CAS  PubMed Central  PubMed  Article  Google Scholar 

  89. 89.

    Francois P, Garzoni C, Bento M, Schrenzel J: Comparison of Amplification Methods for Transcriptomic Analysis of Low Abundance Prokaryotic RNA sources. J Microbiol Methods. 2006, In Press:

    Google Scholar 

  90. 90.

    Pinard R, de Winter A, Sarkis GJ, Gerstein MB, Tartaro KR, Plant RN, Egholm M, Rothberg JM, Leamon JH: Assessment of whole genome amplification-induced bias through high-throughput, massively parallel whole genome sequencing. BMC Genomics. 2006, 7: 216-10.1186/1471-2164-7-216.

    PubMed Central  PubMed  Article  Google Scholar 

  91. 91.

    Talaat AM, Howard ST, Hale W, Lyons R, Garner H, Johnston SA: Genomic DNA standards for gene expression profiling in Mycobacterium tuberculosis. Nucleic Acids Res. 2002, 30: e104-10.1093/nar/gnf103.

    PubMed Central  PubMed  Article  Google Scholar 

  92. 92.

    Chien Y, Manna AC, Projan SJ, Cheung AL: SarA, a global regulator of virulence determinants in Staphylococcus aureus, binds to a conserved motif essential for sar-dependent gene regulation. J Biol Chem. 1999, 274: 37169-37176. 10.1074/jbc.274.52.37169.

    CAS  PubMed  Article  Google Scholar 

Download references


This work was supported by grants from the Swiss National Science Foundation PP00B-103002/1 (JS), 3200B0-108401 (DL), 3100A0-100425 (WK) and 3100A0-116075 (PF). We are grateful to Christine Barras, Manuela Bento and Elzbieta Huggler for excellent technical assistance. CG performed the study as part of the post-graduate course in experimental medicine supported by the University of Zurich.

Author information



Corresponding author

Correspondence to Patrice Francois.

Additional information

Authors' contributions

CG contributed to the design of the study, performed the totality of microarray experiments including RNA extraction, amplification and data analysis, PF and JS conceived the study, contributed to experimental design and analysis and coordinated final writing, CT contributed to the real-time PCR validation experiments, AH and YC contributed to the design of the microarray and developed the required bioinformatics, SL was involved in microarray interpretation, SC was involved in the design and interpretation of results obtained in the infection model, AR was involved in microarray interpretation and contributed to MS elaboration, DL and PV contributed to manuscript elaboration, WK was involved in the design, experiments and analysis related to the infection model including apoptosis experiments and in the elaboration of the manuscript.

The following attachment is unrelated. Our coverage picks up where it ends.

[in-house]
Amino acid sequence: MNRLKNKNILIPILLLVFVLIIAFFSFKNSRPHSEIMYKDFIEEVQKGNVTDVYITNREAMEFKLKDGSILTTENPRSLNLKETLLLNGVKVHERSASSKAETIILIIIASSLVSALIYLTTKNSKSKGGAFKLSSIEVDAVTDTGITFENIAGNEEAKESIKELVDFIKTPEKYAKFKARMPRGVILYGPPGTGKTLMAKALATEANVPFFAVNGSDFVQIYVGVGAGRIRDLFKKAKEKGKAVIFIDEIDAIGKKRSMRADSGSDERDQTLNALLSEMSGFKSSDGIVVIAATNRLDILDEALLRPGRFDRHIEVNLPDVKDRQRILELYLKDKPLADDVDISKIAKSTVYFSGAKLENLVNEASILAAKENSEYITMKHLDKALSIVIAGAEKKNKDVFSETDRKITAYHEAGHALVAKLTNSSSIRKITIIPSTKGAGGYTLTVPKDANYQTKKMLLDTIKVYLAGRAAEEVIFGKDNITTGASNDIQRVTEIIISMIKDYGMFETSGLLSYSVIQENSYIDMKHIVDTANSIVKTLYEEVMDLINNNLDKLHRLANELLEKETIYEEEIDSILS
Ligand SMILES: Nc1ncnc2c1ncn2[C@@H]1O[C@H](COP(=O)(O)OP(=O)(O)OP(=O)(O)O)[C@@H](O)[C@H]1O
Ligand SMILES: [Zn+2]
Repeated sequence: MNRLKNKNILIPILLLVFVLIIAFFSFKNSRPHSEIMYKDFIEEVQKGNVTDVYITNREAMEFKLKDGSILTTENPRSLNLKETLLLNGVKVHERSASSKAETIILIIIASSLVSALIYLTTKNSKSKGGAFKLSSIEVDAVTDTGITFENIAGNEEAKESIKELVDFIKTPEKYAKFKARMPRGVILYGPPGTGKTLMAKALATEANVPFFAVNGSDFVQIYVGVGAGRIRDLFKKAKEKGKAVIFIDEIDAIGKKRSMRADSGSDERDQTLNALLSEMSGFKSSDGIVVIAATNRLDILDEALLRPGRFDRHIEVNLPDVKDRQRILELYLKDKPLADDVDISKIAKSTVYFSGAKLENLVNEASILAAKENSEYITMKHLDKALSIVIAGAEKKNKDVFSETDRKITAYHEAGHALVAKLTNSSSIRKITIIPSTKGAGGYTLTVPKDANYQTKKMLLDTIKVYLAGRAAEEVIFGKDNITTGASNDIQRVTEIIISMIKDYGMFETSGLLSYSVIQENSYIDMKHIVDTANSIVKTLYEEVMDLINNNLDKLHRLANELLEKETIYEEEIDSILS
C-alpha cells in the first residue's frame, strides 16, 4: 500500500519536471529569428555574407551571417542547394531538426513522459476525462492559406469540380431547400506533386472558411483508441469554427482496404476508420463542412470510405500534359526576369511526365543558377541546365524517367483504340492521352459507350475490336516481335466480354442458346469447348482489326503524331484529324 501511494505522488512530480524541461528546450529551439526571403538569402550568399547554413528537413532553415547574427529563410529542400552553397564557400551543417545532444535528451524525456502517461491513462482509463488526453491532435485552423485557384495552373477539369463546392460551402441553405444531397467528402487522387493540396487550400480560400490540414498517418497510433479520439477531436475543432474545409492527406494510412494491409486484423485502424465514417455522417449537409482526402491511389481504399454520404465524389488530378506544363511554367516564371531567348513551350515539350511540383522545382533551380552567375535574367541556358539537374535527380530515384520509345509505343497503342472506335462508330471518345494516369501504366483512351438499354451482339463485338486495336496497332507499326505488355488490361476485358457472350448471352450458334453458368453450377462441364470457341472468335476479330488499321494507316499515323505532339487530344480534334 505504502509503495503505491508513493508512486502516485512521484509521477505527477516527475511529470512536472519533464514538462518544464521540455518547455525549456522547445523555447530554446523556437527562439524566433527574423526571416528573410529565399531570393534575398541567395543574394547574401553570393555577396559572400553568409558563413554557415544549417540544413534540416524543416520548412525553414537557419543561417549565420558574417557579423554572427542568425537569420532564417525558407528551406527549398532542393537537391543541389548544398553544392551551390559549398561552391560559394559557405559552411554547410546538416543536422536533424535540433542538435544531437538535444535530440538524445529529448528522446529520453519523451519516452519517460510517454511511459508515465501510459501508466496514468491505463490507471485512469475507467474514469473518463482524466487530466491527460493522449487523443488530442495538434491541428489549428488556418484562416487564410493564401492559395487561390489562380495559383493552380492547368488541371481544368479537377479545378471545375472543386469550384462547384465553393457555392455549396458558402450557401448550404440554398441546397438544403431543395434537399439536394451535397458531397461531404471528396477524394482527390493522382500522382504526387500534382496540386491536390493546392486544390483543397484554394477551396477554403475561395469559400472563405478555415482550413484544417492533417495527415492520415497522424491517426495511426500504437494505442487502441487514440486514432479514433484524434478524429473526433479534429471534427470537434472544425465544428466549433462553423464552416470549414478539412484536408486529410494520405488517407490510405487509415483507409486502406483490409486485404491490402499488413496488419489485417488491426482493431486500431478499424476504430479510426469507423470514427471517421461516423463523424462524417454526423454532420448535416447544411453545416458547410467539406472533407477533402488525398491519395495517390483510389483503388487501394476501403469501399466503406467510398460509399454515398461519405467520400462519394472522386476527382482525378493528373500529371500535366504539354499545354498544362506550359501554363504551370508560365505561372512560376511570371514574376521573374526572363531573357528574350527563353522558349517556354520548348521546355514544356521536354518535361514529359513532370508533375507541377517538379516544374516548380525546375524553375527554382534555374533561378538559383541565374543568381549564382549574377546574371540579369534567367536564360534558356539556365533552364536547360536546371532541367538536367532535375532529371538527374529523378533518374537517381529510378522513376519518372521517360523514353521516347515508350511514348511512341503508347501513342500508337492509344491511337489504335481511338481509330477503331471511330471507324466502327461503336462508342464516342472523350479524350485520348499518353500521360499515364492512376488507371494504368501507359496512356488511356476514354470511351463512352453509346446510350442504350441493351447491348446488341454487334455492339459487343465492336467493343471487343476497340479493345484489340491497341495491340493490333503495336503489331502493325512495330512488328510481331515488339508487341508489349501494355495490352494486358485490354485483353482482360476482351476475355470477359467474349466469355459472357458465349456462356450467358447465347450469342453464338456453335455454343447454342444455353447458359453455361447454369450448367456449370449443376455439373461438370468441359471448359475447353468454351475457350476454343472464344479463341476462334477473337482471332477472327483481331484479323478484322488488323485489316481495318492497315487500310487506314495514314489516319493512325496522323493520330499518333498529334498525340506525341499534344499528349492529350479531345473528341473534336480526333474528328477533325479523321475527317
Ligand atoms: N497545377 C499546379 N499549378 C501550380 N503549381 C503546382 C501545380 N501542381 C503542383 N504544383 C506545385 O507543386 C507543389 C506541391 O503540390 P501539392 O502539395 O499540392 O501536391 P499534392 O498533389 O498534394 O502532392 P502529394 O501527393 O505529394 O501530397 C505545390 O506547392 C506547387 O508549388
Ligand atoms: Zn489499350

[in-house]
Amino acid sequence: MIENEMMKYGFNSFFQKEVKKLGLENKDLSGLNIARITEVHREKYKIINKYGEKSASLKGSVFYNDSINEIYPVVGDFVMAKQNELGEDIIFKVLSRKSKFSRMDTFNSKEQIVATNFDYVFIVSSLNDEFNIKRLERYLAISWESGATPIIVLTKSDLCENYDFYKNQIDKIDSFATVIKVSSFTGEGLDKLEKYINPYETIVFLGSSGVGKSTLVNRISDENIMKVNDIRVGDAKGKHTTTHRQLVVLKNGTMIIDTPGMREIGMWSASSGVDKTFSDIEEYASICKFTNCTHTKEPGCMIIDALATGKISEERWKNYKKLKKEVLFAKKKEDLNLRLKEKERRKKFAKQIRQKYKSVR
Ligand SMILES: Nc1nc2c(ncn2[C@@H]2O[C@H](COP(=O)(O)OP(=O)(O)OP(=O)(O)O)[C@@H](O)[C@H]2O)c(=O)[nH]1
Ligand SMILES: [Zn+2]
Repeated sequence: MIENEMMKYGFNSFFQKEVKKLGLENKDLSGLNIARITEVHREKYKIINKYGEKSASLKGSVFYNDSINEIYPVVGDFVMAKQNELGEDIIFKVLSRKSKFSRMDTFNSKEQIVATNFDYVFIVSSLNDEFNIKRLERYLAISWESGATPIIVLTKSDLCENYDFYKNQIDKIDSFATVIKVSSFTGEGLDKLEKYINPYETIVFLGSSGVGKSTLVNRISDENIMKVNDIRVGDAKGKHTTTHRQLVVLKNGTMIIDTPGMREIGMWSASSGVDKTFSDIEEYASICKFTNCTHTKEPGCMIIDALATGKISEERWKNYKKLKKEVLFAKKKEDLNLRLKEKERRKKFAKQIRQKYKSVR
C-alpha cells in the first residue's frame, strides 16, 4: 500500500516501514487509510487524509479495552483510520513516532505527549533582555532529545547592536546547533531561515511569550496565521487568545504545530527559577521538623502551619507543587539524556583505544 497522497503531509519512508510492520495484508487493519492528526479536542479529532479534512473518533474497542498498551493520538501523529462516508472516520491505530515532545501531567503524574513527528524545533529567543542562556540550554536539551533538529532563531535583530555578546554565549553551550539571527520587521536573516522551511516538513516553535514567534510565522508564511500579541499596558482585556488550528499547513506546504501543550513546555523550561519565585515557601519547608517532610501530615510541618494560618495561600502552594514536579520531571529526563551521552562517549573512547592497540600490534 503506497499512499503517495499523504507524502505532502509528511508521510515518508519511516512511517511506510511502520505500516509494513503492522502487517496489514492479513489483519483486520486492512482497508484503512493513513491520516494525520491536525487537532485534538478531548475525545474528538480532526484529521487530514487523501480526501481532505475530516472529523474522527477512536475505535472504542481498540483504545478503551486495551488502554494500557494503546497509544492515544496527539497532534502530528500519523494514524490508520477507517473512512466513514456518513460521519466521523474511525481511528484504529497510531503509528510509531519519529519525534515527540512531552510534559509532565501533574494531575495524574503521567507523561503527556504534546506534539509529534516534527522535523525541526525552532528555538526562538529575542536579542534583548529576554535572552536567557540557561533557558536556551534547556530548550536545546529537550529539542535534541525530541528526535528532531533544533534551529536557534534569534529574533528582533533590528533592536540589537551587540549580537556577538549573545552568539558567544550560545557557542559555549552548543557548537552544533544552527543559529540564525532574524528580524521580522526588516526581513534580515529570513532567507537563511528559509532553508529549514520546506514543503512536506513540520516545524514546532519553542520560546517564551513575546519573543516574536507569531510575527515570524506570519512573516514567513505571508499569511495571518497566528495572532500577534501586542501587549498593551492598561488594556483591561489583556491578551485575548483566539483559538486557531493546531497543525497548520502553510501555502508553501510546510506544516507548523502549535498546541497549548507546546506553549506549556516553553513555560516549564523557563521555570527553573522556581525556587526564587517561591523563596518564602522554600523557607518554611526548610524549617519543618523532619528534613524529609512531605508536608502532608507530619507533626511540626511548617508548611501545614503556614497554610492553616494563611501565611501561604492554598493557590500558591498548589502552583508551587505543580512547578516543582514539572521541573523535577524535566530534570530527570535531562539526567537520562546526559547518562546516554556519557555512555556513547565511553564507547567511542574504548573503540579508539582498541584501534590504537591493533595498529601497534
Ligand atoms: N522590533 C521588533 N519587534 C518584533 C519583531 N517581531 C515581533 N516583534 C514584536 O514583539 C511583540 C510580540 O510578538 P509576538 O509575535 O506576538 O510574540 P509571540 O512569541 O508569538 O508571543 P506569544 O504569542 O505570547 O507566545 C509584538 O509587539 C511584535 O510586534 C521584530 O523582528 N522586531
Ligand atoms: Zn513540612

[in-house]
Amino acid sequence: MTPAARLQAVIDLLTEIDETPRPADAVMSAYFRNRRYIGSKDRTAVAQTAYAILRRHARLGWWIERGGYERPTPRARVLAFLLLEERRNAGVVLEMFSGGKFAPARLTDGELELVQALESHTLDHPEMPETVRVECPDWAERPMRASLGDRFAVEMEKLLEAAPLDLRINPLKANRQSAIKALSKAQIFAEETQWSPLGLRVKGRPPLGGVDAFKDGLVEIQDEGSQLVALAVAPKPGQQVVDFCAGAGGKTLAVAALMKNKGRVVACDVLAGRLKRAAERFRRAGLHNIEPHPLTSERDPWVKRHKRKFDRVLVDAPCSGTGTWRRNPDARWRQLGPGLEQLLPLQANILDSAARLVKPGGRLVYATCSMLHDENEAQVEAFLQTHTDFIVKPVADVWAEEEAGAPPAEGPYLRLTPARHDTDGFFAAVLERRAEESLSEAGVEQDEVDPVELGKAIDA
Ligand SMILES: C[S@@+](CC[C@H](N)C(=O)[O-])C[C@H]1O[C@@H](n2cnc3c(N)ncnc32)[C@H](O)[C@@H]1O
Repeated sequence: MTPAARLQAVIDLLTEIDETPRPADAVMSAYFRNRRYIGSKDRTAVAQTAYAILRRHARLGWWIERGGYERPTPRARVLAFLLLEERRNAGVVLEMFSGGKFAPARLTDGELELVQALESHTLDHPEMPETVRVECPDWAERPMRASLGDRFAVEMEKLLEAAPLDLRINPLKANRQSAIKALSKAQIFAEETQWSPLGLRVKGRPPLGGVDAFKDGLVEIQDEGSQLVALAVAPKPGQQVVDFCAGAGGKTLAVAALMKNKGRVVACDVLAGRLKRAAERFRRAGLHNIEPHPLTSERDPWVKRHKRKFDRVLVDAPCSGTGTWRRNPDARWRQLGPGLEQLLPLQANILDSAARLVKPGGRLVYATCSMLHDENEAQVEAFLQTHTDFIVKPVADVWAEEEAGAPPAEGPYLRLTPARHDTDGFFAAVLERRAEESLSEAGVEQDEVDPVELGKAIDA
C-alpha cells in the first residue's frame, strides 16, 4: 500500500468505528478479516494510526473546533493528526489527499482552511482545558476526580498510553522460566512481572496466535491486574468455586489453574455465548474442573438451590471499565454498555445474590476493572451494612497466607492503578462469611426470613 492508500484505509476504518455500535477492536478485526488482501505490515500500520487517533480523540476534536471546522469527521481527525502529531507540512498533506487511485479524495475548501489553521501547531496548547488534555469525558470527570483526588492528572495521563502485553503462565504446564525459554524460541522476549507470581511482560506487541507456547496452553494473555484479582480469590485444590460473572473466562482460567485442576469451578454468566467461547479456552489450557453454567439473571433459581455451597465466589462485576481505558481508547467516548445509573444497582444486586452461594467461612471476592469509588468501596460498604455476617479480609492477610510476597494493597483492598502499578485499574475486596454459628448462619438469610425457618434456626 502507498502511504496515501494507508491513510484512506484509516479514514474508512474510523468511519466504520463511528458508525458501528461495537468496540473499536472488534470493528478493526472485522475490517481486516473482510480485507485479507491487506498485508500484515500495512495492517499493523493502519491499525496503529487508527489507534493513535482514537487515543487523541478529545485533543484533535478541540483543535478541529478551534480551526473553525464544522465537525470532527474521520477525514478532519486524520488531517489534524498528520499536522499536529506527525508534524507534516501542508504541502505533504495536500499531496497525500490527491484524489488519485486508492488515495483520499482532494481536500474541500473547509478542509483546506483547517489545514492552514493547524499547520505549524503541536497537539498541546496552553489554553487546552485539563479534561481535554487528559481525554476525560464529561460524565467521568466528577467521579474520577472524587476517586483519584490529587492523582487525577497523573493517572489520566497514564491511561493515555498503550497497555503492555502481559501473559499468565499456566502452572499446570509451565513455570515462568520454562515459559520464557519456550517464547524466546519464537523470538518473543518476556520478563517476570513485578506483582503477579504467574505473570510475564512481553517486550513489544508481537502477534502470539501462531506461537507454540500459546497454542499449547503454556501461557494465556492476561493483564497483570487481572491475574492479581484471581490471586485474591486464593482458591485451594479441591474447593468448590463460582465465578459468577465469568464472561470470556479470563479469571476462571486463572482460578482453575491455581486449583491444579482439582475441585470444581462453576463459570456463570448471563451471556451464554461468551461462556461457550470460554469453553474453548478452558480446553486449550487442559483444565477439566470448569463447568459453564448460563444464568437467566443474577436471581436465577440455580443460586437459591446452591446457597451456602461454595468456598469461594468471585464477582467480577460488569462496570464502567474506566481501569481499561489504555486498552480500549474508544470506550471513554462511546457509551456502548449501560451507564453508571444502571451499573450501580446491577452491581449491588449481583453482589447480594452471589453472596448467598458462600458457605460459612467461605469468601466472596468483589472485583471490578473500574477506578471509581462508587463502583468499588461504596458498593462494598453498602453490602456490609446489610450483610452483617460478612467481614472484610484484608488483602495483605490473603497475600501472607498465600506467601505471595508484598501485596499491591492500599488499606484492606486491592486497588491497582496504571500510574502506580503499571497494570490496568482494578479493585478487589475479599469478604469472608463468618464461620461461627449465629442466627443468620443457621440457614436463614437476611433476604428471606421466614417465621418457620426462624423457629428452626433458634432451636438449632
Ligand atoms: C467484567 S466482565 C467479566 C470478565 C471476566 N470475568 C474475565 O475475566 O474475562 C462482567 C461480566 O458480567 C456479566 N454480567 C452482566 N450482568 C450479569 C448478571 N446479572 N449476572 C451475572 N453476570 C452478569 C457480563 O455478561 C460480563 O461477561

Electronic supplementary material

Additional file 1: Reproducibility of RNA amplification. cDNA was generated in 2 separate reactions from the same RNA pool, amplified independently and hybridized in 2 different arrays. Labeled cDNA from the starting material was used as control. Dye normalized intensities of amplified material are plotted in both axis. (TIFF 236 KB)

Additional file 2: Fold changes at 2 h and 6 h of all genes compared to control bacteria. Values represent mean of fold change from 3 or 4 independent biological replicates. * Some genes are classified in two different COG categories and appear on separate lines in the table. (PDF 500 KB)

Additional file 3: Genes differentially expressed grouped by function. Values represent mean of fold change from 3 or 4 independent biological replicates. * Some genes are classified in two different COG categories and appear on separate lines in the table. (PDF 38 KB)

Authors’ original submitted files for images

Rights and permissions

Reprints and Permissions

About this article

Cite this article

Garzoni, C., Francois, P., Huyghe, A. et al. A global view of Staphylococcus aureus whole genome expression upon internalization in human epithelial cells. BMC Genomics 8, 171 (2007).

Download citation


  • A549 Cell
  • Gene Expression Change
  • Intracellular Survival
  • Cellular Internalization
  • Human Lung Epithelial Cell